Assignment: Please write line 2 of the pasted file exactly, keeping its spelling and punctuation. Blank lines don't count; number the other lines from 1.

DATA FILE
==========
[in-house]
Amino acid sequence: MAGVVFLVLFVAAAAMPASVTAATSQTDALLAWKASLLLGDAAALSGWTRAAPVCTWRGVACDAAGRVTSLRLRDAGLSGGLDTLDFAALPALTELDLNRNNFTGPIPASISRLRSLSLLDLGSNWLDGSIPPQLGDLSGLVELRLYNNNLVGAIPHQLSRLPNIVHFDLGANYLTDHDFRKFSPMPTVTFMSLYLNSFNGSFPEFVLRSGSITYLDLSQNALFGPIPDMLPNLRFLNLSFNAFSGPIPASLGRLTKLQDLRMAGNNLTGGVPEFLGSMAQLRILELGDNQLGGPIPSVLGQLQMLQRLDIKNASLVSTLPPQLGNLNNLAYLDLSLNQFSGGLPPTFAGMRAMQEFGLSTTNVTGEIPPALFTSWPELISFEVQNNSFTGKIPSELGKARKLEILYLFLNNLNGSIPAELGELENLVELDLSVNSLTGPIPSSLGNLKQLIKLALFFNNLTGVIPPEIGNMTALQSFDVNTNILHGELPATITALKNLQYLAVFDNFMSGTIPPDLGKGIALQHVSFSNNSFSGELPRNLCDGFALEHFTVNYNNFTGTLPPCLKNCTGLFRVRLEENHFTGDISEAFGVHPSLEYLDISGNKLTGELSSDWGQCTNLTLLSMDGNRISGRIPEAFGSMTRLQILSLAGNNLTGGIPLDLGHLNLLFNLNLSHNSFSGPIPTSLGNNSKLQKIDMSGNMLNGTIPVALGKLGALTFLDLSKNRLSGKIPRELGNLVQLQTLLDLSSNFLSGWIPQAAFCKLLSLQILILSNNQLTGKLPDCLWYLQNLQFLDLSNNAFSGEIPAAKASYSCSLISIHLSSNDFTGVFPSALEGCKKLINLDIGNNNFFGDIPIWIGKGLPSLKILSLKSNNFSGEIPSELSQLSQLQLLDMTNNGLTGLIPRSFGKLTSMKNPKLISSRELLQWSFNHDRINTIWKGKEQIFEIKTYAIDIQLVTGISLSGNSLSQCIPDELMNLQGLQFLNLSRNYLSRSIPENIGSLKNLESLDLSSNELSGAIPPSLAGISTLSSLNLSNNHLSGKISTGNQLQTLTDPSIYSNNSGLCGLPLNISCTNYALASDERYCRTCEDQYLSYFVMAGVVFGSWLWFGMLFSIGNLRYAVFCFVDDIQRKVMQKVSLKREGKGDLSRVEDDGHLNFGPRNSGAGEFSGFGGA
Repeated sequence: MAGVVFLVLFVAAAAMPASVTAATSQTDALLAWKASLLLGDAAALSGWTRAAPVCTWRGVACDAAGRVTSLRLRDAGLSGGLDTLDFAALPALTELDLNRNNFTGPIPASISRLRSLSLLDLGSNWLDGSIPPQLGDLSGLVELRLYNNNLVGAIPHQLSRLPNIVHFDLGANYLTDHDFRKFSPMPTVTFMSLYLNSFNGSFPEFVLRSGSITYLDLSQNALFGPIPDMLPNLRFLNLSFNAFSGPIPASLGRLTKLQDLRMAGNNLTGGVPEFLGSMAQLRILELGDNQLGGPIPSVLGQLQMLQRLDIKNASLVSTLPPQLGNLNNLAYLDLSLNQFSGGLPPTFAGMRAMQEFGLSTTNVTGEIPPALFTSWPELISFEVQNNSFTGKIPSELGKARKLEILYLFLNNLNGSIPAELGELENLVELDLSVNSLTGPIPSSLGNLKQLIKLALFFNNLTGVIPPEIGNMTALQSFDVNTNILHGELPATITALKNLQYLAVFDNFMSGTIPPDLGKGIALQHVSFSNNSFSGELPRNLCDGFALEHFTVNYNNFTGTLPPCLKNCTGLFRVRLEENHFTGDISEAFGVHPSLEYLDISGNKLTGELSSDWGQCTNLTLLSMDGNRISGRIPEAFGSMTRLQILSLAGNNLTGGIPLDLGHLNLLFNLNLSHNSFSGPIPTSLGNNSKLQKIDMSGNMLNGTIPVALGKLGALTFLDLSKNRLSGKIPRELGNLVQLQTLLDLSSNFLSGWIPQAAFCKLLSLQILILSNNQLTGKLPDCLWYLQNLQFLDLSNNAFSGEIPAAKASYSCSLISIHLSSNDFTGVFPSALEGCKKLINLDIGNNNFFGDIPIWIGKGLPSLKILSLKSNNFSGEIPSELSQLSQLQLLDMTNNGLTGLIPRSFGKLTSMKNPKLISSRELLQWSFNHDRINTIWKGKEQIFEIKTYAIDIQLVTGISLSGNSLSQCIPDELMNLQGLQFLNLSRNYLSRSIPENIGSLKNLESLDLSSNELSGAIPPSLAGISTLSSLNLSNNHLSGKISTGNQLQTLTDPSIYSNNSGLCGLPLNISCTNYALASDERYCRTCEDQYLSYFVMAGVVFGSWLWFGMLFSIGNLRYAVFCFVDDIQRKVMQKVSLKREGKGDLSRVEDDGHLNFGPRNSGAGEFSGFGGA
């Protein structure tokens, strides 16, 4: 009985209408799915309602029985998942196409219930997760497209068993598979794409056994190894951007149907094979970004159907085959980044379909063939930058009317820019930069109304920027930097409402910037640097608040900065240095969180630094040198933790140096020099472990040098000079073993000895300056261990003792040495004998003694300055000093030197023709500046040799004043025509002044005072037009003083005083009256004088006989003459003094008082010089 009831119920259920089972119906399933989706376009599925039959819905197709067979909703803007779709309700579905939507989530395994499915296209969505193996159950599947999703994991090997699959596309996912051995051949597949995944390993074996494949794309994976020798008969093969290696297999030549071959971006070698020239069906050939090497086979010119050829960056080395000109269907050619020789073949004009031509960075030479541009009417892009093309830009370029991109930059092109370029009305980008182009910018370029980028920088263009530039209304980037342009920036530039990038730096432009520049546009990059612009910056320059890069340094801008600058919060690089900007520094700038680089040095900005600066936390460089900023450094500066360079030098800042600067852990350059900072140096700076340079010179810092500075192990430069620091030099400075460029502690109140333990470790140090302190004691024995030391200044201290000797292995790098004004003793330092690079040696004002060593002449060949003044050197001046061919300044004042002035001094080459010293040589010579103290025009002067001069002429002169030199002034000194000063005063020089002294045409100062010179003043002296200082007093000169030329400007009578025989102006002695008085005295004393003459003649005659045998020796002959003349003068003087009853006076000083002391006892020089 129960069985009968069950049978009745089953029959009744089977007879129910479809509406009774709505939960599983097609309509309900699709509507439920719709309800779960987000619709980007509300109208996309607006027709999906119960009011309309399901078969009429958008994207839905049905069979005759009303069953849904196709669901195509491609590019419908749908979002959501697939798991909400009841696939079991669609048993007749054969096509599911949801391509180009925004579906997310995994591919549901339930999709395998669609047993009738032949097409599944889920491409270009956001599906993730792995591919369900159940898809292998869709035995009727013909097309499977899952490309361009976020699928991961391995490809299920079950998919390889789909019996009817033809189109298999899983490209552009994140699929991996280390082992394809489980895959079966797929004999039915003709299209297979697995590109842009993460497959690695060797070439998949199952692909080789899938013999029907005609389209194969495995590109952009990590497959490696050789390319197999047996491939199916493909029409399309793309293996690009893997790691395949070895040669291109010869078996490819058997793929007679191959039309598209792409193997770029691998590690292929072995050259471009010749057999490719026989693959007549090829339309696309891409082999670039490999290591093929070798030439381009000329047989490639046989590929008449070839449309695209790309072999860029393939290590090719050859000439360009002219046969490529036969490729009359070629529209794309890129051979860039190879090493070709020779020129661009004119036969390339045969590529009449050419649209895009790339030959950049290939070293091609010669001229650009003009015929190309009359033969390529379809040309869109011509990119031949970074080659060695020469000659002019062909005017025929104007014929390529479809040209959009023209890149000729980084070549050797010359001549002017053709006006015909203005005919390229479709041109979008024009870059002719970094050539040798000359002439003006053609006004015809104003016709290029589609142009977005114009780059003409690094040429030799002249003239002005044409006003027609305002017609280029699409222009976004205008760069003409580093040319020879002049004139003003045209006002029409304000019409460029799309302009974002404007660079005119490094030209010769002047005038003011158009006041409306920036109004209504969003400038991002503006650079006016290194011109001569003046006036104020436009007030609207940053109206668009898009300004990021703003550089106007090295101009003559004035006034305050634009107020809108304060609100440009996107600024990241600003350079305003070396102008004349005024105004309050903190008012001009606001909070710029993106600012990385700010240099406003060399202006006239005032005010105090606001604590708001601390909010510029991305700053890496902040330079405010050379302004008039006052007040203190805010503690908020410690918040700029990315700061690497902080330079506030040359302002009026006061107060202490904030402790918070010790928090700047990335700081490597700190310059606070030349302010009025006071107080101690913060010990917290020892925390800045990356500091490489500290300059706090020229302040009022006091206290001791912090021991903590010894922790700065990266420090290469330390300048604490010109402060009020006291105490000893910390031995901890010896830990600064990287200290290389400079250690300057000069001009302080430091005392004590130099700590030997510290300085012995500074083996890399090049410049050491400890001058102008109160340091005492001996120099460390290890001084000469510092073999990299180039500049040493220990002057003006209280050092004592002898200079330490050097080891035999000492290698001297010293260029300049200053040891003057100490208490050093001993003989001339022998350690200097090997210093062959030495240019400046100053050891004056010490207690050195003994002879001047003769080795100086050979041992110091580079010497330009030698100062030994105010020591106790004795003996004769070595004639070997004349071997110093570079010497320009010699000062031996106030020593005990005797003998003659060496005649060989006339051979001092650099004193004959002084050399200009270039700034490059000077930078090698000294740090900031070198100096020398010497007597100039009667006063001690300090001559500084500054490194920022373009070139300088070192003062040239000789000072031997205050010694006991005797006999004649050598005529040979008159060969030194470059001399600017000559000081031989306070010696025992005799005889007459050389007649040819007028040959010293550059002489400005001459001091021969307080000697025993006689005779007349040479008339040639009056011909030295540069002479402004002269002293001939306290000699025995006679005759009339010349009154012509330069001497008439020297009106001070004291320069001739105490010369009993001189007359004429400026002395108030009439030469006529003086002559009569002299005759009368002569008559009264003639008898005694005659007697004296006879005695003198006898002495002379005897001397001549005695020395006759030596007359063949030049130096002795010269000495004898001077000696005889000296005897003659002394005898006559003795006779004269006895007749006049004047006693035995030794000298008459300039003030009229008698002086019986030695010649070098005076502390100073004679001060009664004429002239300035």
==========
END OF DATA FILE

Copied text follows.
Amino acid sequence: MAGVVFLVLFVAAAAMPASVTAATSQTDALLAWKASLLLGDAAALSGWTRAAPVCTWRGVACDAAGRVTSLRLRDAGLSGGLDTLDFAALPALTELDLNRNNFTGPIPASISRLRSLSLLDLGSNWLDGSIPPQLGDLSGLVELRLYNNNLVGAIPHQLSRLPNIVHFDLGANYLTDHDFRKFSPMPTVTFMSLYLNSFNGSFPEFVLRSGSITYLDLSQNALFGPIPDMLPNLRFLNLSFNAFSGPIPASLGRLTKLQDLRMAGNNLTGGVPEFLGSMAQLRILELGDNQLGGPIPSVLGQLQMLQRLDIKNASLVSTLPPQLGNLNNLAYLDLSLNQFSGGLPPTFAGMRAMQEFGLSTTNVTGEIPPALFTSWPELISFEVQNNSFTGKIPSELGKARKLEILYLFLNNLNGSIPAELGELENLVELDLSVNSLTGPIPSSLGNLKQLIKLALFFNNLTGVIPPEIGNMTALQSFDVNTNILHGELPATITALKNLQYLAVFDNFMSGTIPPDLGKGIALQHVSFSNNSFSGELPRNLCDGFALEHFTVNYNNFTGTLPPCLKNCTGLFRVRLEENHFTGDISEAFGVHPSLEYLDISGNKLTGELSSDWGQCTNLTLLSMDGNRISGRIPEAFGSMTRLQILSLAGNNLTGGIPLDLGHLNLLFNLNLSHNSFSGPIPTSLGNNSKLQKIDMSGNMLNGTIPVALGKLGALTFLDLSKNRLSGKIPRELGNLVQLQTLLDLSSNFLSGWIPQAAFCKLLSLQILILSNNQLTGKLPDCLWYLQNLQFLDLSNNAFSGEIPAAKASYSCSLISIHLSSNDFTGVFPSALEGCKKLINLDIGNNNFFGDIPIWIGKGLPSLKILSLKSNNFSGEIPSELSQLSQLQLLDMTNNGLTGLIPRSFGKLTSMKNPKLISSRELLQWSFNHDRINTIWKGKEQIFEIKTYAIDIQLVTGISLSGNSLSQCIPDELMNLQGLQFLNLSRNYLSRSIPENIGSLKNLESLDLSSNELSGAIPPSLAGISTLSSLNLSNNHLSGKISTGNQLQTLTDPSIYSNNSGLCGLPLNISCTNYALASDERYCRTCEDQYLSYFVMAGVVFGSWLWFGMLFSIGNLRYAVFCFVDDIQRKVMQKVSLKREGKGDLSRVEDDGHLNFGPRNSGAGEFSGFGGA